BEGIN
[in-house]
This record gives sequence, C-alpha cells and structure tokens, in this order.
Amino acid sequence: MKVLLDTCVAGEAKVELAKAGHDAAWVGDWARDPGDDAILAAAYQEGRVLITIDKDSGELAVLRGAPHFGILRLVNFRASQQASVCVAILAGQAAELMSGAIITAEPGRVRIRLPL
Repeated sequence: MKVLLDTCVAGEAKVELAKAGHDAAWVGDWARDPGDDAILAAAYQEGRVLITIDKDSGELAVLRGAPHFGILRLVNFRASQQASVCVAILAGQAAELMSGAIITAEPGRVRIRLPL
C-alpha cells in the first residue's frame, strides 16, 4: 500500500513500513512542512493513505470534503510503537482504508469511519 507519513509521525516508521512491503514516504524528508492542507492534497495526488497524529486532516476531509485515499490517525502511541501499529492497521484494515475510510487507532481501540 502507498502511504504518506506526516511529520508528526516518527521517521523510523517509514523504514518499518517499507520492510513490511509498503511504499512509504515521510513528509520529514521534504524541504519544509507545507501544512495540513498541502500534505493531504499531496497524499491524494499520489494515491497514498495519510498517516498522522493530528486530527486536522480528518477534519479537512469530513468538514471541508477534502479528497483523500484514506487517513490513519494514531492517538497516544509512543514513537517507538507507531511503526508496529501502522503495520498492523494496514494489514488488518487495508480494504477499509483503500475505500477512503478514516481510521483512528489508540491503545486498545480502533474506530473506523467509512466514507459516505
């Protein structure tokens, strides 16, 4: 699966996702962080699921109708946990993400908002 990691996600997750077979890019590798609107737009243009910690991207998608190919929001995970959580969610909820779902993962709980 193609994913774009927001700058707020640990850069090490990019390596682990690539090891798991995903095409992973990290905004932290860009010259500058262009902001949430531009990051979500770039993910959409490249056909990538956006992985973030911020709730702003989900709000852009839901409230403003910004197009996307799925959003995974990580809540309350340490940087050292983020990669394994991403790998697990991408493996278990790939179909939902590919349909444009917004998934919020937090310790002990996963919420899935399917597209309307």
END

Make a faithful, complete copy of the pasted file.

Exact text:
[in-house]
This record gives sequence, C-alpha cells and structure tokens, in this order.
Amino acid sequence: MKVLLDTCVAGEAKVELAKAGHDAAWVGDWARDPGDDAILAAAYQEGRVLITIDKDSGELAVLRGAPHFGILRLVNFRASQQASVCVAILAGQAAELMSGAIITAEPGRVRIRLPL
Repeated sequence: MKVLLDTCVAGEAKVELAKAGHDAAWVGDWARDPGDDAILAAAYQEGRVLITIDKDSGELAVLRGAPHFGILRLVNFRASQQASVCVAILAGQAAELMSGAIITAEPGRVRIRLPL
C-alpha cells in the first residue's frame, strides 16, 4: 500500500513500513512542512493513505470534503510503537482504508469511519 507519513509521525516508521512491503514516504524528508492542507492534497495526488497524529486532516476531509485515499490517525502511541501499529492497521484494515475510510487507532481501540 502507498502511504504518506506526516511529520508528526516518527521517521523510523517509514523504514518499518517499507520492510513490511509498503511504499512509504515521510513528509520529514521534504524541504519544509507545507501544512495540513498541502500534505493531504499531496497524499491524494499520489494515491497514498495519510498517516498522522493530528486530527486536522480528518477534519479537512469530513468538514471541508477534502479528497483523500484514506487517513490513519494514531492517538497516544509512543514513537517507538507507531511503526508496529501502522503495520498492523494496514494489514488488518487495508480494504477499509483503500475505500477512503478514516481510521483512528489508540491503545486498545480502533474506530473506523467509512466514507459516505
């Protein structure tokens, strides 16, 4: 699966996702962080699921109708946990993400908002 990691996600997750077979890019590798609107737009243009910690991207998608190919929001995970959580969610909820779902993962709980 193609994913774009927001700058707020640990850069090490990019390596682990690539090891798991995903095409992973990290905004932290860009010259500058262009902001949430531009990051979500770039993910959409490249056909990538956006992985973030911020709730702003989900709000852009839901409230403003910004197009996307799925959003995974990580809540309350340490940087050292983020990669394994991403790998697990991408493996278990790939179909939902590919349909444009917004998934919020937090310790002990996963919420899935399917597209309307």